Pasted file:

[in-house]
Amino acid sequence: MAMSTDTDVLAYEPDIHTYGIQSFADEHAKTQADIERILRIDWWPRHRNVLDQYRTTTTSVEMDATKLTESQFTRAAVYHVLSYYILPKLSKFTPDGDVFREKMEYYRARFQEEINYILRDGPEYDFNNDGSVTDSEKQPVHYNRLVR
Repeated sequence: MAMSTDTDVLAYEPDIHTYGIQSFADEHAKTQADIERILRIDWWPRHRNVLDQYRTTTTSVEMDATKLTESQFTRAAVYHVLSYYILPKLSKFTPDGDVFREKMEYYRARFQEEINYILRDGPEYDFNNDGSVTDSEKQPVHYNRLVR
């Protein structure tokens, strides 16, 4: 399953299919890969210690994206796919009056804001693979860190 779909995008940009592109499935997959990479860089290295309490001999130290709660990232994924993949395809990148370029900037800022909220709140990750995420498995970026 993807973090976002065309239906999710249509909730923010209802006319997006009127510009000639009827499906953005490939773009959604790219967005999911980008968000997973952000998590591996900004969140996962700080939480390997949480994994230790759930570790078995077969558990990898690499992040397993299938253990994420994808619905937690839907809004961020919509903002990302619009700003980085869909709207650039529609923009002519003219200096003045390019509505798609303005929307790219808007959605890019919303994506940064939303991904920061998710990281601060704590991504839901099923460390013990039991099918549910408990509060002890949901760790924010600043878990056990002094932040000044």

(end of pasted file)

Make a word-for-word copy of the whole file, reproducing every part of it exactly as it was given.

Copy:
[in-house]
Amino acid sequence: MAMSTDTDVLAYEPDIHTYGIQSFADEHAKTQADIERILRIDWWPRHRNVLDQYRTTTTSVEMDATKLTESQFTRAAVYHVLSYYILPKLSKFTPDGDVFREKMEYYRARFQEEINYILRDGPEYDFNNDGSVTDSEKQPVHYNRLVR
Repeated sequence: MAMSTDTDVLAYEPDIHTYGIQSFADEHAKTQADIERILRIDWWPRHRNVLDQYRTTTTSVEMDATKLTESQFTRAAVYHVLSYYILPKLSKFTPDGDVFREKMEYYRARFQEEINYILRDGPEYDFNNDGSVTDSEKQPVHYNRLVR
């Protein structure tokens, strides 16, 4: 399953299919890969210690994206796919009056804001693979860190 779909995008940009592109499935997959990479860089290295309490001999130290709660990232994924993949395809990148370029900037800022909220709140990750995420498995970026 993807973090976002065309239906999710249509909730923010209802006319997006009127510009000639009827499906953005490939773009959604790219967005999911980008968000997973952000998590591996900004969140996962700080939480390997949480994994230790759930570790078995077969558990990898690499992040397993299938253990994420994808619905937690839907809004961020919509903002990302619009700003980085869909709207650039529609923009002519003219200096003045390019509505798609303005929307790219808007959605890019919303994506940064939303991904920061998710990281601060704590991504839901099923460390013990039991099918549910408990509060002890949901760790924010600043878990056990002094932040000044």